Ten government loyalists and seven local fighters died over two days of fighting in the Druze-majority province in southern Syria.
At least 17 people have been killed and dozens wounded in the southern Syrian province of Sweida in clashes between armed residents and gangs aligned with the government security agencies, activists and local media said.
Ten government loyalists from the “Falhout” faction and seven local fighters died in fighting on Tuesday and Wednesday in two villages in the Druze-majority province, the Britain-based Syrian Observatory for Human Rights said, raising the toll from 10 a day earlier.
The monitor said that more than 40 people were wounded, including civilians.
Tensions had risen since Monday, after the abduction of two people close to local armed groups.
Residents had also been growing increasingly frustrated at government-backed fighters carrying out arbitrary detentions, random roadblocks and kidnappings for ransom, said Rayan Maarouf, an activist and head of the Suwayda 24 local media outlet.
“This uprising flared up very suddenly and there were attacks on the bases of these armed groups, which are reinforced with heavy weapons,” Maarouf told Reuters late on Wednesday.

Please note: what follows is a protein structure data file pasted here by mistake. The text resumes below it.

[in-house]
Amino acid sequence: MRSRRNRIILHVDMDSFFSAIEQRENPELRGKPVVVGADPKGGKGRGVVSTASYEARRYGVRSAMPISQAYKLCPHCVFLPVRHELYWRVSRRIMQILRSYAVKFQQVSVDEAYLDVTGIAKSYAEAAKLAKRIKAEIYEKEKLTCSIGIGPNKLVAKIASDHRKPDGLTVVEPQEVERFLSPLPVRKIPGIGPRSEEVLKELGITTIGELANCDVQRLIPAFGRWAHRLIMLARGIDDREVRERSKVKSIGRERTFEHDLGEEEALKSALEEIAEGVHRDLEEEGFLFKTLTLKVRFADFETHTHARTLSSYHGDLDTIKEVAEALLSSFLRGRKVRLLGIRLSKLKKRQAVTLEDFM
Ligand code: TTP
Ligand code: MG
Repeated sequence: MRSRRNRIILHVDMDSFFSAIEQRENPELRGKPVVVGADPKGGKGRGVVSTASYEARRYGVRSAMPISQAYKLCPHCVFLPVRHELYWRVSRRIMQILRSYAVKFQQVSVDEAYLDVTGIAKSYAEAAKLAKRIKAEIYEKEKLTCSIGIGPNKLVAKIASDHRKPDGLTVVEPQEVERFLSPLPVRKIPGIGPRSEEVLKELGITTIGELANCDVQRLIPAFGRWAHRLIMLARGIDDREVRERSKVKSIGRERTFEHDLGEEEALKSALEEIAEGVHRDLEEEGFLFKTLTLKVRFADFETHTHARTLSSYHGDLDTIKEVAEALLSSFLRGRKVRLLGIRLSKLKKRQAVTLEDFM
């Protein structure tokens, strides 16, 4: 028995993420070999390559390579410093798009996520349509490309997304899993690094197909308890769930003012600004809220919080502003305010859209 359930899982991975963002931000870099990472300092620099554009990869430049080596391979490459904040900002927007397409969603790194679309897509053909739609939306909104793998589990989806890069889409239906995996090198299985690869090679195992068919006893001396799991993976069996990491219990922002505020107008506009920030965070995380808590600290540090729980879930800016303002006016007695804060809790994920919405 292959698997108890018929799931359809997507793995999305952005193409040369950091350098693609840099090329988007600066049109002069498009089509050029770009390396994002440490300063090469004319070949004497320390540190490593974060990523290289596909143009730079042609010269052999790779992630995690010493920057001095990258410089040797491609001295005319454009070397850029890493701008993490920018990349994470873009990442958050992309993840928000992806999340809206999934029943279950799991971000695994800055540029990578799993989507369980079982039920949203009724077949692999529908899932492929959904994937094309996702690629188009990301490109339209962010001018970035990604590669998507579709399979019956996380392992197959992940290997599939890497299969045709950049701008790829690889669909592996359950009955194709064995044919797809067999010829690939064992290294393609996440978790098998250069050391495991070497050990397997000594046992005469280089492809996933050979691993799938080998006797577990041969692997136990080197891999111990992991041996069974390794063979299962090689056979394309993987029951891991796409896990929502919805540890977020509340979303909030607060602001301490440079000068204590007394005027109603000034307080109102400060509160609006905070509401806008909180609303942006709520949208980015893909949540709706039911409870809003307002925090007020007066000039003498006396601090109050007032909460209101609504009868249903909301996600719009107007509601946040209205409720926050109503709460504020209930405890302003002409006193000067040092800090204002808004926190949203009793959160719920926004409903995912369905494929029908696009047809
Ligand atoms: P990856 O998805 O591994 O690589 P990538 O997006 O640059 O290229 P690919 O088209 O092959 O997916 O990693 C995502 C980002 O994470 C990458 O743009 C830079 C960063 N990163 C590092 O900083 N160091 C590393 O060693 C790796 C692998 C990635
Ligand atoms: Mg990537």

The resulting fighting left 17 people dead, according to Sweida’s health directorate, which was cited by both Suwayda 24 and the pro-government al-Watan newspaper on Thursday.
The local fighters found “machines and presses for the manufacture of Captagon pills” in one of the loyalist leader’s bases, the Syrian Observatory and Suwayda 24 said, referring to an amphetamine-type stimulant mainly produced in Syria.
The clashes ended when the local fighters surrounded the village headquarters of the pro-Damascus faction blamed for the kidnappings.
The Syrian government has not commented on the violence but al-Watan said the fighting had quietened and negotiations over a settlement were under way.
The men kidnapped at the weekend were ultimately released, Suwayda 24 reported.
Kidnappings and assassinations, carried out mostly by local gangs, are common in Sweida, where drug smuggling is rife, especially across the border with Jordan.
Sweida had seen rare protests earlier this year, when dozens gathered in the provincial capital to demand a halt to cuts in gas subsidies.
Government institutions and security forces are present in the province, while Syrian troops are deployed not far from its borders.